It has been almost two years since I sat in a security plane flying over the once familiar, but then almost unrecognisable, terrain of Dominica – the country of my birth.
I was on my way from Barbuda where Hurricane Irma had caused unimaginable destruction, forcing a complete evacuation of the island. It is hard to describe the gut-wrenching effect of watching acres of utter devastation unfold before my eyes. Hurricane Marias ferocity had claimed lives, demolished the countrys GDP and completely changed landscapes, turning villages into wastelands, bulldozing mountainsides, and even stripping the bark from trees.
But it is not just in the Caribbean that natural disasters linked to climate change are rising in number and intensity. In widely varying locales and environments around the globe, we see the scars of droughts, freak storms, hurricanes, cyclones, floods, mudslides and rising sea levels. In 2018 alone, natural disasters claimed more than 5,000 lives and resulted in 28.9 million people needing to receive emergency assistance or humanitarian aid.
These events have brought far deeper awareness of the issues at stake, triggering street protests, generating new hashtag trends, and prompting widespread popular concern and urgent debate in parliaments. When Commonwealth Heads of Governments met in April last year, it was evident that everyone around the table recognised climate change as a serious threat.
With the Atlantic hurricane season again imminent, countries are bracing themselves for the possibility of disaster, and considering strategies to withstand or mitigate the impacts of the escalating climate crisis. Yet with heavy question marks hanging over commitment to multilateral collaboration, there are added threats to the ability of the governments that need it most to leverage in really effective ways the full benefits that international cooperation brings.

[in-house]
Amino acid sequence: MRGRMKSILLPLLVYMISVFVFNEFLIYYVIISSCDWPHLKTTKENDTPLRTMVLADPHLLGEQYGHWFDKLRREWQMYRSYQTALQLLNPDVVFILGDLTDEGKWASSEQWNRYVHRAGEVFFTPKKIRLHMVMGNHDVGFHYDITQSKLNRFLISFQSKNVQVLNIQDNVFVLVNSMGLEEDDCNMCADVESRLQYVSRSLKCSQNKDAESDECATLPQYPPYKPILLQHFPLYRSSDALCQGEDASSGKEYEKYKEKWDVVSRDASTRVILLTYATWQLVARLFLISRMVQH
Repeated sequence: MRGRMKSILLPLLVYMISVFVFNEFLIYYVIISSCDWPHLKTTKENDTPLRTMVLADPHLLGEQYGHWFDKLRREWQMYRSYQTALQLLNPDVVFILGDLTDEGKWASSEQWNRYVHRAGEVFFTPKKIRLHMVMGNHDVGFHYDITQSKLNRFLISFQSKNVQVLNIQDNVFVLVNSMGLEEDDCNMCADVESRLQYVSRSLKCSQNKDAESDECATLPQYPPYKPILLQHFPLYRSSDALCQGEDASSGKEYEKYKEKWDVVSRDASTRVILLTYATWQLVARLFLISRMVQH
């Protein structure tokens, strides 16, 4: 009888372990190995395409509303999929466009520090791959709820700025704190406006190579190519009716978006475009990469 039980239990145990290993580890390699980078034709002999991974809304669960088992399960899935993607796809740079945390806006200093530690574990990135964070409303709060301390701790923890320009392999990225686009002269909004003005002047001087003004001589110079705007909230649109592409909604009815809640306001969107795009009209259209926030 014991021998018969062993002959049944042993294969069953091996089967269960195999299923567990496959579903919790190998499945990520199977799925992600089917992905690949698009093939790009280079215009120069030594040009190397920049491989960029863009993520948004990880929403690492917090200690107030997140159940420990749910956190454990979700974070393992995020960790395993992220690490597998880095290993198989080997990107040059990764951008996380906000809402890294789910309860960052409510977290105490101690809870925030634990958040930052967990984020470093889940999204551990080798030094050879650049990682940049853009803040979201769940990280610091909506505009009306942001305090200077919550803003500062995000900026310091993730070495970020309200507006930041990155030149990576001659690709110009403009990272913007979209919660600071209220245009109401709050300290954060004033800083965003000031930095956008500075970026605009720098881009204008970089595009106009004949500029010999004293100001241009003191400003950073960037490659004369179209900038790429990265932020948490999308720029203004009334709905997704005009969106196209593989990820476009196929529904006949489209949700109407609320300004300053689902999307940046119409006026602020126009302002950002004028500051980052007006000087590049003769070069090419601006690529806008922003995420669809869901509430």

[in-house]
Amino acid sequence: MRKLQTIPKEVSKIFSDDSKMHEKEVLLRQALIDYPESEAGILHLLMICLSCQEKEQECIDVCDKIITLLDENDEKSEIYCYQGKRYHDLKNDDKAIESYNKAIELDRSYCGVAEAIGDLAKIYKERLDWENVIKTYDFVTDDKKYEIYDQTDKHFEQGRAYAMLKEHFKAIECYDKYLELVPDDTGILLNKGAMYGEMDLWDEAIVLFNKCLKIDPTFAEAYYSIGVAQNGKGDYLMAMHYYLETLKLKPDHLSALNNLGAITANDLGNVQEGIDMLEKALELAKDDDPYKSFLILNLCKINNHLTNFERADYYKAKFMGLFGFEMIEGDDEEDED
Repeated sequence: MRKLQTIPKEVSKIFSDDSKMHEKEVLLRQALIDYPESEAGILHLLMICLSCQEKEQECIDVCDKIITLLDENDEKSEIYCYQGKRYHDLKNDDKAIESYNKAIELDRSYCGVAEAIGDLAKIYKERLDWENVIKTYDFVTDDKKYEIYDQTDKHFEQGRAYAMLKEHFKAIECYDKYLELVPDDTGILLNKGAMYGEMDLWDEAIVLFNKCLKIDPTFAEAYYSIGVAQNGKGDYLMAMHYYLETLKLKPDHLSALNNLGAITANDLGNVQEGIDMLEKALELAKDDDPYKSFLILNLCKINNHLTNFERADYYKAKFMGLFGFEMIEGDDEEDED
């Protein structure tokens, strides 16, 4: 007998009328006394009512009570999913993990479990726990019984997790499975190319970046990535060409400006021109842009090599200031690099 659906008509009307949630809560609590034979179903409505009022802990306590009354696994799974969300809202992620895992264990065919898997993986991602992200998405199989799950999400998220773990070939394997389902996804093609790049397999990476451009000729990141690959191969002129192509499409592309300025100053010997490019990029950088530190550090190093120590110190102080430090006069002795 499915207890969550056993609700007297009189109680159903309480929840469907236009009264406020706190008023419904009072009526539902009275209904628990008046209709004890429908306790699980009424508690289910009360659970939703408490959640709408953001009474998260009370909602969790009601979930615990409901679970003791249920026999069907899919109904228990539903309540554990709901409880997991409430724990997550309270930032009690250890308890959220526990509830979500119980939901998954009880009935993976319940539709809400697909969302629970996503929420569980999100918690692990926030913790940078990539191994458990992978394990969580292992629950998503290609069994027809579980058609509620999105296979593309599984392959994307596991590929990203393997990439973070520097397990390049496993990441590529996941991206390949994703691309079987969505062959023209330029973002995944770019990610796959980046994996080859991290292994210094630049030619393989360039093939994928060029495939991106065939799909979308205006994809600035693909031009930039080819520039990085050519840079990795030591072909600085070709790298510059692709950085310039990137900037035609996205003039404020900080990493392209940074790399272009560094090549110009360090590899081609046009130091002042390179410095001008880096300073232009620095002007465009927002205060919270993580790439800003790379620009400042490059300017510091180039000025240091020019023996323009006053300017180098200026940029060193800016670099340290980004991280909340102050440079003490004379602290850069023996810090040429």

The range of perspectives and collective support that intergovernmental organisations such as the Commonwealth bring to the fight against climate change can too easily be taken for granted, and the transformational opportunities they are able to unlock – particularly for the most vulnerable and marginalised tends to be overlooked. An example of this, in which the Commonwealth has clearly demonstrated its value, is the facilitating of financing for climate action.
There are hundreds of billions of dollars, as much as USD 681 billion in 2016, earmarked for initiatives related to climate change, including for ocean preservation projects, to have fewer CO2-emitting vehicles on the road, and for boosting renewable energy options. Many Commonwealth members are eager to take advantage of these funding streams, but are finding it difficult to cut through the red tape and comply with the onerous criteria and conditions tied to the funding.
However, since we launched our Climate Finance Access Hub in 2017, a Commonwealth initiative which deploys specialists to ministries to assist with funding applications, we have helped countries in Africa, the Caribbean and the Pacific to access USD 25.3 million, with a further USD 367.4 million in the pipeline.
We have also been focused on how to help countries make the best use of development assistance. Preliminary research by the Commonwealth shows that between 2010 and 2016, small states failed to utilise $4.5 billion of development assistance made available